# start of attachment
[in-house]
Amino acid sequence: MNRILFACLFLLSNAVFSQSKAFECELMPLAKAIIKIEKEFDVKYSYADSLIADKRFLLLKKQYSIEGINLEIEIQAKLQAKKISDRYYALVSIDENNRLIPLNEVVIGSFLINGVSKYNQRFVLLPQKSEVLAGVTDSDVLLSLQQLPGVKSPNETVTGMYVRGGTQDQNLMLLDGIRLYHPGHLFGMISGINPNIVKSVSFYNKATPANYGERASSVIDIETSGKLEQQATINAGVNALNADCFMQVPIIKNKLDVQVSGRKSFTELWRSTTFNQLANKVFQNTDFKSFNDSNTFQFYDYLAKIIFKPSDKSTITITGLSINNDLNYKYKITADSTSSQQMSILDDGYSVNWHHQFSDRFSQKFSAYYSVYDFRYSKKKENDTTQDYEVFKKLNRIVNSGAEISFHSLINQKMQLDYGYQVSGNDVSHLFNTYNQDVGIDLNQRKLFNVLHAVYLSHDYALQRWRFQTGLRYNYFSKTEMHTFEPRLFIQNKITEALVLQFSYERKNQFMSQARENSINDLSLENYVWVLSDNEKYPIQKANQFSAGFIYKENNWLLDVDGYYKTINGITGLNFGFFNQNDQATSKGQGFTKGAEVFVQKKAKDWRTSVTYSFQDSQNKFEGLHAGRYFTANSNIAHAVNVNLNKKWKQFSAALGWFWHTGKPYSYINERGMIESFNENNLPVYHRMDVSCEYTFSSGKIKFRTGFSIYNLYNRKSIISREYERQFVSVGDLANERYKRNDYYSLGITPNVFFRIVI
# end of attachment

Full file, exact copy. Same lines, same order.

[in-house]
Amino acid sequence: MNRILFACLFLLSNAVFSQSKAFECELMPLAKAIIKIEKEFDVKYSYADSLIADKRFLLLKKQYSIEGINLEIEIQAKLQAKKISDRYYALVSIDENNRLIPLNEVVIGSFLINGVSKYNQRFVLLPQKSEVLAGVTDSDVLLSLQQLPGVKSPNETVTGMYVRGGTQDQNLMLLDGIRLYHPGHLFGMISGINPNIVKSVSFYNKATPANYGERASSVIDIETSGKLEQQATINAGVNALNADCFMQVPIIKNKLDVQVSGRKSFTELWRSTTFNQLANKVFQNTDFKSFNDSNTFQFYDYLAKIIFKPSDKSTITITGLSINNDLNYKYKITADSTSSQQMSILDDGYSVNWHHQFSDRFSQKFSAYYSVYDFRYSKKKENDTTQDYEVFKKLNRIVNSGAEISFHSLINQKMQLDYGYQVSGNDVSHLFNTYNQDVGIDLNQRKLFNVLHAVYLSHDYALQRWRFQTGLRYNYFSKTEMHTFEPRLFIQNKITEALVLQFSYERKNQFMSQARENSINDLSLENYVWVLSDNEKYPIQKANQFSAGFIYKENNWLLDVDGYYKTINGITGLNFGFFNQNDQATSKGQGFTKGAEVFVQKKAKDWRTSVTYSFQDSQNKFEGLHAGRYFTANSNIAHAVNVNLNKKWKQFSAALGWFWHTGKPYSYINERGMIESFNENNLPVYHRMDVSCEYTFSSGKIKFRTGFSIYNLYNRKSIISREYERQFVSVGDLANERYKRNDYYSLGITPNVFFRIVI